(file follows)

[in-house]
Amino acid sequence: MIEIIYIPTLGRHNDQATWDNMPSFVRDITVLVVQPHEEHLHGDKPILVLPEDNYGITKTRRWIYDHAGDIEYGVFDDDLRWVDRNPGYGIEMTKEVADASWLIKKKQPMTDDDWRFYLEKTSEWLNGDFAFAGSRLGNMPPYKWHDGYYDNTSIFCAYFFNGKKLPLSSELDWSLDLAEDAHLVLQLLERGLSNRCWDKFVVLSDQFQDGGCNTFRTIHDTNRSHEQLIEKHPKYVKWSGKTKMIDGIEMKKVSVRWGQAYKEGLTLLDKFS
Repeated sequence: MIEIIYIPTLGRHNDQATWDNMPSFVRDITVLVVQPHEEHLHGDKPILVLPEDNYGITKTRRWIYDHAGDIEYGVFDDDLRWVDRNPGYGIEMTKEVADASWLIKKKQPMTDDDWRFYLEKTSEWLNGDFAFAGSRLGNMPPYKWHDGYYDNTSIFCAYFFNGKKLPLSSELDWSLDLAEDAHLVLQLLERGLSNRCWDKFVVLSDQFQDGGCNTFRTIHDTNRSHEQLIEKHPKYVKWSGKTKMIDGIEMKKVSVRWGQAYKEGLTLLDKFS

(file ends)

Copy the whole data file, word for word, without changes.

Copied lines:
[in-house]
Amino acid sequence: MIEIIYIPTLGRHNDQATWDNMPSFVRDITVLVVQPHEEHLHGDKPILVLPEDNYGITKTRRWIYDHAGDIEYGVFDDDLRWVDRNPGYGIEMTKEVADASWLIKKKQPMTDDDWRFYLEKTSEWLNGDFAFAGSRLGNMPPYKWHDGYYDNTSIFCAYFFNGKKLPLSSELDWSLDLAEDAHLVLQLLERGLSNRCWDKFVVLSDQFQDGGCNTFRTIHDTNRSHEQLIEKHPKYVKWSGKTKMIDGIEMKKVSVRWGQAYKEGLTLLDKFS
Repeated sequence: MIEIIYIPTLGRHNDQATWDNMPSFVRDITVLVVQPHEEHLHGDKPILVLPEDNYGITKTRRWIYDHAGDIEYGVFDDDLRWVDRNPGYGIEMTKEVADASWLIKKKQPMTDDDWRFYLEKTSEWLNGDFAFAGSRLGNMPPYKWHDGYYDNTSIFCAYFFNGKKLPLSSELDWSLDLAEDAHLVLQLLERGLSNRCWDKFVVLSDQFQDGGCNTFRTIHDTNRSHEQLIEKHPKYVKWSGKTKMIDGIEMKKVSVRWGQAYKEGLTLLDKFS